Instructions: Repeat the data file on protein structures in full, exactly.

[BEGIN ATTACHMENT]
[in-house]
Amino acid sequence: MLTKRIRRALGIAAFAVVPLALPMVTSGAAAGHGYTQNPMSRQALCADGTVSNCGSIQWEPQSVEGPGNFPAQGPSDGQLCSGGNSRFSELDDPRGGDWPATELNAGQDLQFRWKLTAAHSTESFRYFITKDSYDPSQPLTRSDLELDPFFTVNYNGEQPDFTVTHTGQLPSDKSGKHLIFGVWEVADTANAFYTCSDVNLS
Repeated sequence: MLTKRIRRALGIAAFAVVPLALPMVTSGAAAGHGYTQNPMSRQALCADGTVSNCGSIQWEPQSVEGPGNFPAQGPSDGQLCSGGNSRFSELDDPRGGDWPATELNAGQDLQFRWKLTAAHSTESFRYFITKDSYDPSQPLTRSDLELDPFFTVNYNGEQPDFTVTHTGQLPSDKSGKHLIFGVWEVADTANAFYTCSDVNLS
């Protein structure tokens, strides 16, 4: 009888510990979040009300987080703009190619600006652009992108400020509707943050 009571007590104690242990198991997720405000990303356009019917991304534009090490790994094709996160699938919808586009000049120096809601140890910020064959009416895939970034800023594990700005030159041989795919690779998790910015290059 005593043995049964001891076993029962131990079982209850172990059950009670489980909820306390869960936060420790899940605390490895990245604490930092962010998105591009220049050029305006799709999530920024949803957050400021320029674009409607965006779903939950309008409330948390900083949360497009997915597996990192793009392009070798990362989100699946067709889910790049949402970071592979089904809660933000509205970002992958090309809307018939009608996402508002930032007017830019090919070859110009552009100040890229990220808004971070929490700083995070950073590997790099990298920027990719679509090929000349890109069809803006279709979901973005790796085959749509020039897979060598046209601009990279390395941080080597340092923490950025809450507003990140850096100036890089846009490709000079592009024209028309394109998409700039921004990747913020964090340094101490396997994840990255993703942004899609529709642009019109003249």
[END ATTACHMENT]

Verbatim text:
[in-house]
Amino acid sequence: MLTKRIRRALGIAAFAVVPLALPMVTSGAAAGHGYTQNPMSRQALCADGTVSNCGSIQWEPQSVEGPGNFPAQGPSDGQLCSGGNSRFSELDDPRGGDWPATELNAGQDLQFRWKLTAAHSTESFRYFITKDSYDPSQPLTRSDLELDPFFTVNYNGEQPDFTVTHTGQLPSDKSGKHLIFGVWEVADTANAFYTCSDVNLS
Repeated sequence: MLTKRIRRALGIAAFAVVPLALPMVTSGAAAGHGYTQNPMSRQALCADGTVSNCGSIQWEPQSVEGPGNFPAQGPSDGQLCSGGNSRFSELDDPRGGDWPATELNAGQDLQFRWKLTAAHSTESFRYFITKDSYDPSQPLTRSDLELDPFFTVNYNGEQPDFTVTHTGQLPSDKSGKHLIFGVWEVADTANAFYTCSDVNLS
């Protein structure tokens, strides 16, 4: 009888510990979040009300987080703009190619600006652009992108400020509707943050 009571007590104690242990198991997720405000990303356009019917991304534009090490790994094709996160699938919808586009000049120096809601140890910020064959009416895939970034800023594990700005030159041989795919690779998790910015290059 005593043995049964001891076993029962131990079982209850172990059950009670489980909820306390869960936060420790899940605390490895990245604490930092962010998105591009220049050029305006799709999530920024949803957050400021320029674009409607965006779903939950309008409330948390900083949360497009997915597996990192793009392009070798990362989100699946067709889910790049949402970071592979089904809660933000509205970002992958090309809307018939009608996402508002930032007017830019090919070859110009552009100040890229990220808004971070929490700083995070950073590997790099990298920027990719679509090929000349890109069809803006279709979901973005790796085959749509020039897979060598046209601009990279390395941080080597340092923490950025809450507003990140850096100036890089846009490709000079592009024209028309394109998409700039921004990747913020964090340094101490396997994840990255993703942004899609529709642009019109003249």